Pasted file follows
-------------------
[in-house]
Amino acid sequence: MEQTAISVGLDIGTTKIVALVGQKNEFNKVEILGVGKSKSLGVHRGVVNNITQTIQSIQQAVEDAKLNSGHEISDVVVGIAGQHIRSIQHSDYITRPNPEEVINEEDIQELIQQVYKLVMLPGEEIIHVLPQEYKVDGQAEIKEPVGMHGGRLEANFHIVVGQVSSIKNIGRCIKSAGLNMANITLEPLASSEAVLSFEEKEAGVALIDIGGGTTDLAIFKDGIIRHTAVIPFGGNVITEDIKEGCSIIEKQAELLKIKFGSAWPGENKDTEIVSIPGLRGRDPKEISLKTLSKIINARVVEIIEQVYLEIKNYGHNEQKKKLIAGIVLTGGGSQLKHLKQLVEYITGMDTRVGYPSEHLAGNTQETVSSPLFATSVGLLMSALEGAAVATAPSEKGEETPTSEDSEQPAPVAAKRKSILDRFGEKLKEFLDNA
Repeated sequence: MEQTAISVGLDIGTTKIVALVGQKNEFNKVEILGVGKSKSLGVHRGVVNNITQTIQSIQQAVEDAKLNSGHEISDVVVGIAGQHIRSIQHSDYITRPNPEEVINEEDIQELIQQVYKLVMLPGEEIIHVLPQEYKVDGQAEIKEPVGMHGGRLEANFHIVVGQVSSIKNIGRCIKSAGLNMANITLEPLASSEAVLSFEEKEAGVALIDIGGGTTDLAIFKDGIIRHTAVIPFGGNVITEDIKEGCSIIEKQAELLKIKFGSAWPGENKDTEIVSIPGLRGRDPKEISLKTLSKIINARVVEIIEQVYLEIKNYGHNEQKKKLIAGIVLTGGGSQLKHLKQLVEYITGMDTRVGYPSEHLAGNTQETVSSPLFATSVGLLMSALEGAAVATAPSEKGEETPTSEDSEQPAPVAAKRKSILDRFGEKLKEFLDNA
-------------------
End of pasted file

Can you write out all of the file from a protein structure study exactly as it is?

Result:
[in-house]
Amino acid sequence: MEQTAISVGLDIGTTKIVALVGQKNEFNKVEILGVGKSKSLGVHRGVVNNITQTIQSIQQAVEDAKLNSGHEISDVVVGIAGQHIRSIQHSDYITRPNPEEVINEEDIQELIQQVYKLVMLPGEEIIHVLPQEYKVDGQAEIKEPVGMHGGRLEANFHIVVGQVSSIKNIGRCIKSAGLNMANITLEPLASSEAVLSFEEKEAGVALIDIGGGTTDLAIFKDGIIRHTAVIPFGGNVITEDIKEGCSIIEKQAELLKIKFGSAWPGENKDTEIVSIPGLRGRDPKEISLKTLSKIINARVVEIIEQVYLEIKNYGHNEQKKKLIAGIVLTGGGSQLKHLKQLVEYITGMDTRVGYPSEHLAGNTQETVSSPLFATSVGLLMSALEGAAVATAPSEKGEETPTSEDSEQPAPVAAKRKSILDRFGEKLKEFLDNA
Repeated sequence: MEQTAISVGLDIGTTKIVALVGQKNEFNKVEILGVGKSKSLGVHRGVVNNITQTIQSIQQAVEDAKLNSGHEISDVVVGIAGQHIRSIQHSDYITRPNPEEVINEEDIQELIQQVYKLVMLPGEEIIHVLPQEYKVDGQAEIKEPVGMHGGRLEANFHIVVGQVSSIKNIGRCIKSAGLNMANITLEPLASSEAVLSFEEKEAGVALIDIGGGTTDLAIFKDGIIRHTAVIPFGGNVITEDIKEGCSIIEKQAELLKIKFGSAWPGENKDTEIVSIPGLRGRDPKEISLKTLSKIINARVVEIIEQVYLEIKNYGHNEQKKKLIAGIVLTGGGSQLKHLKQLVEYITGMDTRVGYPSEHLAGNTQETVSSPLFATSVGLLMSALEGAAVATAPSEKGEETPTSEDSEQPAPVAAKRKSILDRFGEKLKEFLDNA